20 May 2014
Webber leads tributes to Sir Jack Brabham
Tributes continue to pour in for three-time F1 world champion Sir Jack Brabham, following his passing on Monday.
The motorsport world continues to pay its respects to Sir Jack Brabham, who died on Monday at the age of 88.
From individuals from all levels of the sport to the organisations, venues and events he graced during his full life, tributes have been paid to Brabham from all corners of the globe, led by Australia's current motorsport frontrunner.
“I was saddened to hear the news of Jack's passing – he is the epitome of a champion racing driver and a true blue Aussie,” Mark Webber wrote on his personal website, “He was a trailblazer; he took the hardest road and made it easier for the rest of us to follow. When I think of Jack, I think of a tenacious individual; an absolute grafter; he did it his own way and made it stick. There were no real rules or a manual for Jack; he figured it for himself. What he achieved taking on the best in the world and winning one of his three world titles in his own machinery is the stuff of pure legends.”
Admitting that 'Jack was simply the biggest name in the Webber household', the former F1 and current Porsche WEC star went on to reveal the part Brabham had played in his own career.
“I was very fortunate that I was introduced to Jack before I left Australia and to be in his presence as a 17 or 18-year old, as I must have been at the time, just blew me away,” he reflected, “He provided me with endless support and advice over the years and became a close confidante - even right up until the last couple of years when, after hearing the rumours that I might move to Ferrari, he told me he would be very disappointed if I went there because for him, it was the absolute betrayal because they were his motivation – the ones he wanted to beat in his day!”
The US-based IMSA organisation issued its own statement on Brabham's passing, recalling one of the Australian's most memorable moments, as well as the lasting legacy he has in international motorsport.
“On behalf of the entire International Motor Sports Association community, I want to offer sincere condolences to the family of Sir Jack Brabham, a global motorsports icon and innovator, who passed away yesterday,” president and COO Scott Atherton noted, “He was a unique personality who had success across nearly all aspects of the motorsports industry.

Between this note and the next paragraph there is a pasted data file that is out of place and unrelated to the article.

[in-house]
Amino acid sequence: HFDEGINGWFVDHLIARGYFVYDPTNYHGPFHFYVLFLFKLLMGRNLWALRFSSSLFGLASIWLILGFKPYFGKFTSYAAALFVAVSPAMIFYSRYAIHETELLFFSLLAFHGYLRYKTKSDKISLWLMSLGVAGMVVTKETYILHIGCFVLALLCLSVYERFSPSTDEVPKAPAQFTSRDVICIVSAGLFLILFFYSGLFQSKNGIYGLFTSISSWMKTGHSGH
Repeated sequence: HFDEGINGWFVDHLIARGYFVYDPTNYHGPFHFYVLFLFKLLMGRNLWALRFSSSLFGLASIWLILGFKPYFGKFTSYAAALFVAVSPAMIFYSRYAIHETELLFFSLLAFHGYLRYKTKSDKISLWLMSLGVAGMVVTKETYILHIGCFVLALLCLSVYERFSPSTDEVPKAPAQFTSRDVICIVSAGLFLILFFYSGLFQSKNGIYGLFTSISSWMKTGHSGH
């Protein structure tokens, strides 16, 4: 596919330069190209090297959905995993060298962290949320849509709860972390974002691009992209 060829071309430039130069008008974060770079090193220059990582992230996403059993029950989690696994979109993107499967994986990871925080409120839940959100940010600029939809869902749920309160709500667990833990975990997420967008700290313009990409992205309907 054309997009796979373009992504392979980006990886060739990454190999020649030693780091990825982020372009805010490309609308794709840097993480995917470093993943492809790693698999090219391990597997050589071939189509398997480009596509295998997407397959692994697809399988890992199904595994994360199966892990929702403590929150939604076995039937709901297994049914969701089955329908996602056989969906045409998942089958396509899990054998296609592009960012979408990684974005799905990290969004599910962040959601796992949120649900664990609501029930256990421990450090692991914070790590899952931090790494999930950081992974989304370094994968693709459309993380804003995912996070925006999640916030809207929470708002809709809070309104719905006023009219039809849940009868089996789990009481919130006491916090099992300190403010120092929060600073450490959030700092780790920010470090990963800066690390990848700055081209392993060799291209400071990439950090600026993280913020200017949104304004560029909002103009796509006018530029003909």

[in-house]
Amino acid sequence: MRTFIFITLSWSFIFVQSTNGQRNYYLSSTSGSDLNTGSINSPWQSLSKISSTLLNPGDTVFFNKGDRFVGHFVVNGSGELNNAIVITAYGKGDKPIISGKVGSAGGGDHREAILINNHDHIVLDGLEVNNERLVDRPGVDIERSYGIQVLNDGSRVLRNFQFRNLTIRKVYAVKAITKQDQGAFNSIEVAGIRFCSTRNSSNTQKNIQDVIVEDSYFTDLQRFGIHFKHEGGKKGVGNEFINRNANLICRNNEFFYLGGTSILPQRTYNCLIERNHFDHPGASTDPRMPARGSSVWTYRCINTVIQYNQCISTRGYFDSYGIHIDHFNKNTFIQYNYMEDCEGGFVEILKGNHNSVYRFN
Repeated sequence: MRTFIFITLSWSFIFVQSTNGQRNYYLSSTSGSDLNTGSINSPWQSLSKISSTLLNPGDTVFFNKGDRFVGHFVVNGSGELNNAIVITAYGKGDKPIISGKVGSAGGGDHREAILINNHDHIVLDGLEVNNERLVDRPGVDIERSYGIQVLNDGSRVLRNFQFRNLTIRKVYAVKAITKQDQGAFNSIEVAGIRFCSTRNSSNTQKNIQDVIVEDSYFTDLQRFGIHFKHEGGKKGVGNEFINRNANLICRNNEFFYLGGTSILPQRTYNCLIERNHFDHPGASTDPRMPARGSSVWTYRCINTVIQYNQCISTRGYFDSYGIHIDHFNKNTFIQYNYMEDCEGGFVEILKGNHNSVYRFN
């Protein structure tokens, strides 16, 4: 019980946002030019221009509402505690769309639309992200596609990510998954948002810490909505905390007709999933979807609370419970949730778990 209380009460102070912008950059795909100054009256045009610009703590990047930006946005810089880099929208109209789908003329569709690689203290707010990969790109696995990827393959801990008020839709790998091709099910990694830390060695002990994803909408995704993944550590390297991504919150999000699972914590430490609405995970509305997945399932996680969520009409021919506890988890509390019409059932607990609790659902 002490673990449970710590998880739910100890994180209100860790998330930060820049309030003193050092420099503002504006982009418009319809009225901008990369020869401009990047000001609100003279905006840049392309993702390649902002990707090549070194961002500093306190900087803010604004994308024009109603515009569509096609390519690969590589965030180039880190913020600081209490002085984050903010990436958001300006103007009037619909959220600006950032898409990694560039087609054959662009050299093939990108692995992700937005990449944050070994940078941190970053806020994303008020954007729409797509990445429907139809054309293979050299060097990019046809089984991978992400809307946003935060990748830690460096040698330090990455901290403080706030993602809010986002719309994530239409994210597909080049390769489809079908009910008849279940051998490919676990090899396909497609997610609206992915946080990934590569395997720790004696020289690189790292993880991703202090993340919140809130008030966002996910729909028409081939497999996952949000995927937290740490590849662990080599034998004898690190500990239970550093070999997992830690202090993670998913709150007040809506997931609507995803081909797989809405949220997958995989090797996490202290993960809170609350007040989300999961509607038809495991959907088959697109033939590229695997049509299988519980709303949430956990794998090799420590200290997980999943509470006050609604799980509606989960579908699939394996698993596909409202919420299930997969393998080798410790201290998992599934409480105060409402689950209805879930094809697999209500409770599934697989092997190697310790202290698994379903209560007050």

“While all three of his sons, Geoff, Gary and David, achieved success in different eras of IMSA sports car competition, one of Jack's most notable achievements has to be when he pushed his broken race car across the finish line at the 1959 US Grand Prix at Sebring to record a fourth-place finish that confirmed him as world champion. He was one of the giants of our industry and he will be sorely missed. Our thoughts and prayers are with the entire Brabham family at this difficult time.”
Similarly, the Goodwood estate in the UK paid its own tribute to a man who had graced both its Festival of Speed and Revival events decades after racing there for real.
“It was with great sadness and regret that Goodwood learned of the passing of three-time F1 world champion Sir Jack Brabham on Monday,” a statement confirmed, Brabham first forged links with the Sussex circuit following the decision to move from Australia to England to further his racing career and he raced there regularly between his 1955 debut and the point at which competition ceased in 1966, finishing third – behind Jim Clark and Graham Hill – in the last F1 race held there in 1965.
Goodwood was also central to Brabham's return to racing in 1998, and he attended the Revival six times, racing several times during the event's early years, including taking fifth place – and second among the rear-engined F1 cars – in the Richmond and Gordon Trophy race of 1999 in a Cooper T53-Climax - at the age of 73. He also drove at eight Festivals of Speed, entertaining huge crowds with display runs in everything from a Brabham BT12 Indy car to an AC Cobra Le Mans Coupe.
“Sir Jack Brabham was one of the world's greats and I remember very well him racing at Goodwood in the 1960s,” Lord March said, “He played a very important part in Goodwood's history. More recently, he and Margaret regularly supported the Festival of Speed and Revival – it was wonderful to see him behind the wheel again driving many of the cars which he made so famous. All at Goodwood extend our sympathy to Margaret and the family at this very sad time.”
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